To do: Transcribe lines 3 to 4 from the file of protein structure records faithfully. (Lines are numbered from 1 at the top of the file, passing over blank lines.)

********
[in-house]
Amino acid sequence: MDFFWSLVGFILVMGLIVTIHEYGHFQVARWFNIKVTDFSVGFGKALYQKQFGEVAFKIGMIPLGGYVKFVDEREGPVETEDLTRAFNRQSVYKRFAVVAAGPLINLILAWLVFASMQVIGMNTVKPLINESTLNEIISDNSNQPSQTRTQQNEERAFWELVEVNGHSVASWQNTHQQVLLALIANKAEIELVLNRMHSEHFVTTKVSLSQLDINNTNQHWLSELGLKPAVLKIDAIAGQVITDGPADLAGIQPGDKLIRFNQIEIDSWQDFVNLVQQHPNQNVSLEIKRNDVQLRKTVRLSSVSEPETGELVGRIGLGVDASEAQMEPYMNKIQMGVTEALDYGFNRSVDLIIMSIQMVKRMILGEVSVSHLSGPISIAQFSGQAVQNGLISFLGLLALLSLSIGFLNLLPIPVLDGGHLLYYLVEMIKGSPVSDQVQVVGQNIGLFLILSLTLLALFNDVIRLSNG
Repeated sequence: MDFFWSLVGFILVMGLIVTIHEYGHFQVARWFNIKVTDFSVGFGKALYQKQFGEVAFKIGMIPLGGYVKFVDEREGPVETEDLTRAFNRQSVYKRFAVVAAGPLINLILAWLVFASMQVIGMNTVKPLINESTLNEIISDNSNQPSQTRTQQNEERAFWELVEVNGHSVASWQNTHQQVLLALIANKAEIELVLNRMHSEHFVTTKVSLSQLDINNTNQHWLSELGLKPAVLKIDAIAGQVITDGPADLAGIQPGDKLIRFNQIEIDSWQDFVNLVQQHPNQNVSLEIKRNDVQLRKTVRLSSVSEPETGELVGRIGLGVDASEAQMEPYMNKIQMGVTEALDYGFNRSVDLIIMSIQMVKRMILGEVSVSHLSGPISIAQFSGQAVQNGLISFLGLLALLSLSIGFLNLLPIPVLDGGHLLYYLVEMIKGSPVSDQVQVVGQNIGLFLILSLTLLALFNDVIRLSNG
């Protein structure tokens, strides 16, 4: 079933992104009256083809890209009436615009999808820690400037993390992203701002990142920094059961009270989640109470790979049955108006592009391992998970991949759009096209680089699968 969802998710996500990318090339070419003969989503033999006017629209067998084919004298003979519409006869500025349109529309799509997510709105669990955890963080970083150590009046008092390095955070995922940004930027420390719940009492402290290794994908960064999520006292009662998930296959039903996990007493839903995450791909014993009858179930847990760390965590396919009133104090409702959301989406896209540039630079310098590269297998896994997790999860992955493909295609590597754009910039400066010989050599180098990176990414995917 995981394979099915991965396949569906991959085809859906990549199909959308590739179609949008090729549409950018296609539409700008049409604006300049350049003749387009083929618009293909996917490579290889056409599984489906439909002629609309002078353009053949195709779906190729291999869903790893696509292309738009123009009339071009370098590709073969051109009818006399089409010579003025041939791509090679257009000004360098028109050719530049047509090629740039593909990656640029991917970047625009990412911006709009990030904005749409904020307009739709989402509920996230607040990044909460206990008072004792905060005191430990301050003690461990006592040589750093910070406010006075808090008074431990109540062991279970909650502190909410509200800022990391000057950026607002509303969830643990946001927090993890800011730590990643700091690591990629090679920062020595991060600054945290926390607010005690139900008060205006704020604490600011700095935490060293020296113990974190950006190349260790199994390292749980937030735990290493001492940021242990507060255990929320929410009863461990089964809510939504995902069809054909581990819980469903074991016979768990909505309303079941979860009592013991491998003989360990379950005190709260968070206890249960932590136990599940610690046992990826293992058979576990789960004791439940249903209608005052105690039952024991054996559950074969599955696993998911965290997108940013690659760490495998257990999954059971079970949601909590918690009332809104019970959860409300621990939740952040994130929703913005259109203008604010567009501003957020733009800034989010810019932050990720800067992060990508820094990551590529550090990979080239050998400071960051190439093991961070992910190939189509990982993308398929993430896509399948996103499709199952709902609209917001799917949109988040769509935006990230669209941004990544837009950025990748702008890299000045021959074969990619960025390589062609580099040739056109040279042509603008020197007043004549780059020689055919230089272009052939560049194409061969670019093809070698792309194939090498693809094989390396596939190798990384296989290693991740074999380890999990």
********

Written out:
Repeated sequence: MDFFWSLVGFILVMGLIVTIHEYGHFQVARWFNIKVTDFSVGFGKALYQKQFGEVAFKIGMIPLGGYVKFVDEREGPVETEDLTRAFNRQSVYKRFAVVAAGPLINLILAWLVFASMQVIGMNTVKPLINESTLNEIISDNSNQPSQTRTQQNEERAFWELVEVNGHSVASWQNTHQQVLLALIANKAEIELVLNRMHSEHFVTTKVSLSQLDINNTNQHWLSELGLKPAVLKIDAIAGQVITDGPADLAGIQPGDKLIRFNQIEIDSWQDFVNLVQQHPNQNVSLEIKRNDVQLRKTVRLSSVSEPETGELVGRIGLGVDASEAQMEPYMNKIQMGVTEALDYGFNRSVDLIIMSIQMVKRMILGEVSVSHLSGPISIAQFSGQAVQNGLISFLGLLALLSLSIGFLNLLPIPVLDGGHLLYYLVEMIKGSPVSDQVQVVGQNIGLFLILSLTLLALFNDVIRLSNG
């Protein structure tokens, strides 16, 4: 079933992104009256083809890209009436615009999808820690400037993390992203701002990142920094059961009270989640109470790979049955108006592009391992998970991949759009096209680089699968 969802998710996500990318090339070419003969989503033999006017629209067998084919004298003979519409006869500025349109529309799509997510709105669990955890963080970083150590009046008092390095955070995922940004930027420390719940009492402290290794994908960064999520006292009662998930296959039903996990007493839903995450791909014993009858179930847990760390965590396919009133104090409702959301989406896209540039630079310098590269297998896994997790999860992955493909295609590597754009910039400066010989050599180098990176990414995917 995981394979099915991965396949569906991959085809859906990549199909959308590739179609949008090729549409950018296609539409700008049409604006300049350049003749387009083929618009293909996917490579290889056409599984489906439909002629609309002078353009053949195709779906190729291999869903790893696509292309738009123009009339071009370098590709073969051109009818006399089409010579003025041939791509090679257009000004360098028109050719530049047509090629740039593909990656640029991917970047625009990412911006709009990030904005749409904020307009739709989402509920996230607040990044909460206990008072004792905060005191430990301050003690461990006592040589750093910070406010006075808090008074431990109540062991279970909650502190909410509200800022990391000057950026607002509303969830643990946001927090993890800011730590990643700091690591990629090679920062020595991060600054945290926390607010005690139900008060205006704020604490600011700095935490060293020296113990974190950006190349260790199994390292749980937030735990290493001492940021242990507060255990929320929410009863461990089964809510939504995902069809054909581990819980469903074991016979768990909505309303079941979860009592013991491998003989360990379950005190709260968070206890249960932590136990599940610690046992990826293992058979576990789960004791439940249903209608005052105690039952024991054996559950074969599955696993998911965290997108940013690659760490495998257990999954059971079970949601909590918690009332809104019970959860409300621990939740952040994130929703913005259109203008604010567009501003957020733009800034989010810019932050990720800067992060990508820094990551590529550090990979080239050998400071960051190439093991961070992910190939189509990982993308398929993430896509399948996103499709199952709902609209917001799917949109988040769509935006990230669209941004990544837009950025990748702008890299000045021959074969990619960025390589062609580099040739056109040279042509603008020197007043004549780059020689055919230089272009052939560049194409061969670019093809070698792309194939090498693809094989390396596939190798990384296989290693991740074999380890999990």